Basic Protocol, Issue 84, phylogenetics, multiple sequence alignments, phylogenetic tree, BLAST executables, basic local alignment search tool, Bayesian models
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Automated, Quantitative Cognitive/Behavioral Screening of Mice: For Genetics, Pharmacology, Animal Cognition and Undergraduate Instruction
Authors: C. R. Gallistel, Fuat Balci, David Freestone, Aaron Kheifets, Adam King.
Institutions: Rutgers University, Koç University, New York University, Fairfield University.
We describe a high-throughput, high-volume, fully automated, live-in 24/7 behavioral testing system for assessing the effects of genetic and pharmacological manipulations on basic mechanisms of cognition and learning in mice. A standard polypropylene mouse housing tub is connected through an acrylic tube to a standard commercial mouse test box. The test box has 3 hoppers, 2 of which are connected to pellet feeders. All are internally illuminable with an LED and monitored for head entries by infrared (IR) beams. Mice live in the environment, which eliminates handling during screening. They obtain their food during two or more daily feeding periods by performing in operant (instrumental) and Pavlovian (classical) protocols, for which we have written protocol-control software and quasi-real-time data analysis and graphing software. The data analysis and graphing routines are written in a MATLAB-based language created to simplify greatly the analysis of large time-stamped behavioral and physiological event records and to preserve a full data trail from raw data through all intermediate analyses to the published graphs and statistics within a single data structure. The data-analysis code harvests the data several times a day and subjects it to statistical and graphical analyses, which are automatically stored in the "cloud" and on in-lab computers. Thus, the progress of individual mice is visualized and quantified daily. The data-analysis code talks to the protocol-control code, permitting the automated advance from protocol to protocol of individual subjects. The behavioral protocols implemented are matching, autoshaping, timed hopper-switching, risk assessment in timed hopper-switching, impulsivity measurement, and the circadian anticipation of food availability. Open-source protocol-control and data-analysis code makes the addition of new protocols simple. Eight test environments fit in a 48 in x 24 in x 78 in cabinet; two such cabinets (16 environments) may be controlled by one computer.
Behavior, Issue 84, genetics, cognitive mechanisms, behavioral screening, learning, memory, timing
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A Microscopic Phenotypic Assay for the Quantification of Intracellular Mycobacteria Adapted for High-throughput/High-content Screening
Authors: Christophe. J Queval, Ok-Ryul Song, Vincent Delorme, Raffaella Iantomasi, Romain Veyron-Churlet, Nathalie Deboosère, Valérie Landry, Alain Baulard, Priscille Brodin.
Institutions: Université de Lille.
Despite the availability of therapy and vaccine, tuberculosis (TB) remains one of the most deadly and widespread bacterial infections in the world. Since several decades, the sudden burst of multi- and extensively-drug resistant strains is a serious threat for the control of tuberculosis. Therefore, it is essential to identify new targets and pathways critical for the causative agent of the tuberculosis, Mycobacterium tuberculosis (Mtb) and to search for novel chemicals that could become TB drugs. One approach is to set up methods suitable for the genetic and chemical screens of large scale libraries enabling the search of a needle in a haystack. To this end, we developed a phenotypic assay relying on the detection of fluorescently labeled Mtb within fluorescently labeled host cells using automated confocal microscopy. This in vitro assay allows an image based quantification of the colonization process of Mtb into the host and was optimized for the 384-well microplate format, which is proper for screens of siRNA-, chemical compound- or Mtb mutant-libraries. The images are then processed for multiparametric analysis, which provides read out inferring on the pathogenesis of Mtb within host cells.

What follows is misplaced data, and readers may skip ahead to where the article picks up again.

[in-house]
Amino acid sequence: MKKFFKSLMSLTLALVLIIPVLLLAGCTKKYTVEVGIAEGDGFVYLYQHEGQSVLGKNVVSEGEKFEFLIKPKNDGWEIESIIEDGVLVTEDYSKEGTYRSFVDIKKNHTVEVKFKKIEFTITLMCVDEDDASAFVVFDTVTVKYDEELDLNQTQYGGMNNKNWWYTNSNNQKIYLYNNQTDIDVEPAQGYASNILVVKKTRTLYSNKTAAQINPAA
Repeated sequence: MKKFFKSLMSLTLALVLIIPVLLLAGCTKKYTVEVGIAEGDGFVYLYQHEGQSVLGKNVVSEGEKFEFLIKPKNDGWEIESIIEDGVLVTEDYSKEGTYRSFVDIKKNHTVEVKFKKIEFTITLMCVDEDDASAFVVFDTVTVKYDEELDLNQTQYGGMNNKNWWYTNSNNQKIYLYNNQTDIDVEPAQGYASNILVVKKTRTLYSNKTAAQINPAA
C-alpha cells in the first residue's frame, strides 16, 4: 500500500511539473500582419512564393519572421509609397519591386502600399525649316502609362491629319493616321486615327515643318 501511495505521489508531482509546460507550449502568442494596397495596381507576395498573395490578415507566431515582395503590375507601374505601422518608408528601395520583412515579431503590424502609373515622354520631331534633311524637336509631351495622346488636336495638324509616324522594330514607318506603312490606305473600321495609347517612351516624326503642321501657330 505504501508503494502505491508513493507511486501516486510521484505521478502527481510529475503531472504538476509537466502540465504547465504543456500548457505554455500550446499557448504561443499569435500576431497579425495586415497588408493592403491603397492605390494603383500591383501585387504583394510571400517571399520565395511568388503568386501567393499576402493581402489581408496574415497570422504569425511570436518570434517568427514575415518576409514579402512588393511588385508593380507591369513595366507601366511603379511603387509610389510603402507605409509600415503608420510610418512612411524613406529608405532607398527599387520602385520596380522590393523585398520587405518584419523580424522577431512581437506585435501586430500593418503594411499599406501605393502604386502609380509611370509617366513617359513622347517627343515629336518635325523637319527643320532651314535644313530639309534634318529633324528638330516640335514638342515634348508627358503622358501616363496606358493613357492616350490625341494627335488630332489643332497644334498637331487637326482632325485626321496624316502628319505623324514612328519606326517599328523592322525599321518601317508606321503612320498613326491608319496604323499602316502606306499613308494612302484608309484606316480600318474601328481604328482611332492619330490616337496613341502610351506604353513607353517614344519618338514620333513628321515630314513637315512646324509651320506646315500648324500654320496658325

Infection, Issue 83, Mycobacterium tuberculosis, High-content/High-throughput screening, chemogenomics, Drug Discovery, siRNA library, automated confocal microscopy, image-based analysis
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Phage Phenomics: Physiological Approaches to Characterize Novel Viral Proteins
Authors: Savannah E. Sanchez, Daniel A. Cuevas, Jason E. Rostron, Tiffany Y. Liang, Cullen G. Pivaroff, Matthew R. Haynes, Jim Nulton, Ben Felts, Barbara A. Bailey, Peter Salamon, Robert A. Edwards, Alex B. Burgin, Anca M. Segall, Forest Rohwer.
Institutions: San Diego State University, San Diego State University, San Diego State University, San Diego State University, San Diego State University, Argonne National Laboratory, Broad Institute.
Current investigations into phage-host interactions are dependent on extrapolating knowledge from (meta)genomes. Interestingly, 60 - 95% of all phage sequences share no homology to current annotated proteins. As a result, a large proportion of phage genes are annotated as hypothetical. This reality heavily affects the annotation of both structural and auxiliary metabolic genes. Here we present phenomic methods designed to capture the physiological response(s) of a selected host during expression of one of these unknown phage genes. Multi-phenotype Assay Plates (MAPs) are used to monitor the diversity of host substrate utilization and subsequent biomass formation, while metabolomics provides bi-product analysis by monitoring metabolite abundance and diversity. Both tools are used simultaneously to provide a phenotypic profile associated with expression of a single putative phage open reading frame (ORF). Representative results for both methods are compared, highlighting the phenotypic profile differences of a host carrying either putative structural or metabolic phage genes. In addition, the visualization techniques and high throughput computational pipelines that facilitated experimental analysis are presented.
Immunology, Issue 100, phenomics, phage, viral metagenome, Multi-phenotype Assay Plates (MAPs), continuous culture, metabolomics
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JoVE Visualize is a tool created to match the last 5 years of PubMed publications to methods in JoVE's video library.

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In developing our video relationships, we compare around 5 million PubMed articles to our library of over 4,500 methods videos. In some cases the language used in the PubMed abstracts makes matching that content to a JoVE video difficult. In other cases, there happens not to be any content in our video library that is relevant to the topic of a given abstract. In these cases, our algorithms are trying their best to display videos with relevant content, which can sometimes result in matched videos with only a slight relation.